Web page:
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The European Commission is secretly talking  with industry on Europe-wide 3-strikes measures. In what would appear to be British-inspired intiative, it wants to broker agreements between broadband providers and rights-holders, threatening EU legislation if they do not co-operate.



A meeting was held on 6 July, attended by rights-holders, trade unions, and Internet providers. The Commission's agenda was to start of series of talks to set up ‘voluntary agreeements' for dealing on online copyright protection of ‘creative content' which is defined as ‘books, films and music'.  ‘Sanctions and remedies' were discussed, as well as

‘legal alternatives to piracy'.  The Commission is threatening to bring in a new European law which would bring in copyright enforcement measures against  Internet downloading in all Member States, if no agreement is reached.


Sanctions and remedies is legalese for  how they will punish users or prevent further downloading of copyrighted material. It is foolish to suggest it means anything else than some kind of 3-strikes measures, or the use of ‘technical measures' as in the Digital Britain proposals, where protocol and website blocking as well as throttling of peer-to-peer connections are all on the table.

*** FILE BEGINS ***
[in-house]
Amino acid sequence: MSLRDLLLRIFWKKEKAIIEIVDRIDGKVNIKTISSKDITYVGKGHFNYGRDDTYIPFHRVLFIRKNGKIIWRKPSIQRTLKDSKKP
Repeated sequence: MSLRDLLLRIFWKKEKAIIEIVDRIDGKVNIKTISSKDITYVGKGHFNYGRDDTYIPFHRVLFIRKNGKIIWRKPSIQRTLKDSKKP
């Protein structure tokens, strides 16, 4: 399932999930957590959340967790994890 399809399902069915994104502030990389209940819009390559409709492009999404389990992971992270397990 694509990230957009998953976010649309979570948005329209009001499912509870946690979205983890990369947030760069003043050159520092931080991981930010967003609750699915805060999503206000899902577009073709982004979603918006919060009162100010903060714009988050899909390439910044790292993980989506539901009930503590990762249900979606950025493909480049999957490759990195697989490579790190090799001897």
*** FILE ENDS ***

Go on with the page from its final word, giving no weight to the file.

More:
Voluntary agreements is code for private administration of justice by ISPs on behalf of rights-holders. Those sanctions and remedies will be  privately administered, without a court, without any checks on the rights-holders allegations, and without redress for the users. It will enable deep packet inspection to be used to covertly sanction, without any oversight by  a regulator.


The news emerged via an article in European Voice , a subscription-based  news website for the EU staff, which reported on a meeting held in July


What is really concerning is that the Commission is pushing an approach that is illegal under its own laws, in a manner that escapes public debate.


The Commission is Guardian of the Treaties and that includes being guardian of the European Convention on Human Rights, and the right to freedom of speech (Article 6 of the TEU). The Commission is well aware of the implications of Internet filtering for freedom of speech, as expressed recently by Commissioner Redin's spokesman, Martin Selmayr in the context of Chinese Internet censorship.


Voluntary agreements are in breach of the E-commerce directive, which requires broadband providers to be ‘mere conduits'- that is, they carry people's communication, but they have no legal responsibility for it and they are not permitted to look into it. This is right and proper in a democratic society.  


DG Internal Market is driving the initiative, but it is not clear which unit in the DG is responsible, or the name of the person driving it. The copyright unit D1  is headed by Tilman Leuder, a Dutch competition lawyer. The enforcement unit D3 is headed by economist Alvidas Stancickas and has a brief to "contribute to the fight against counterfeiting and piracy by a mixture of regulatory and non- regulatory measures at a European level.".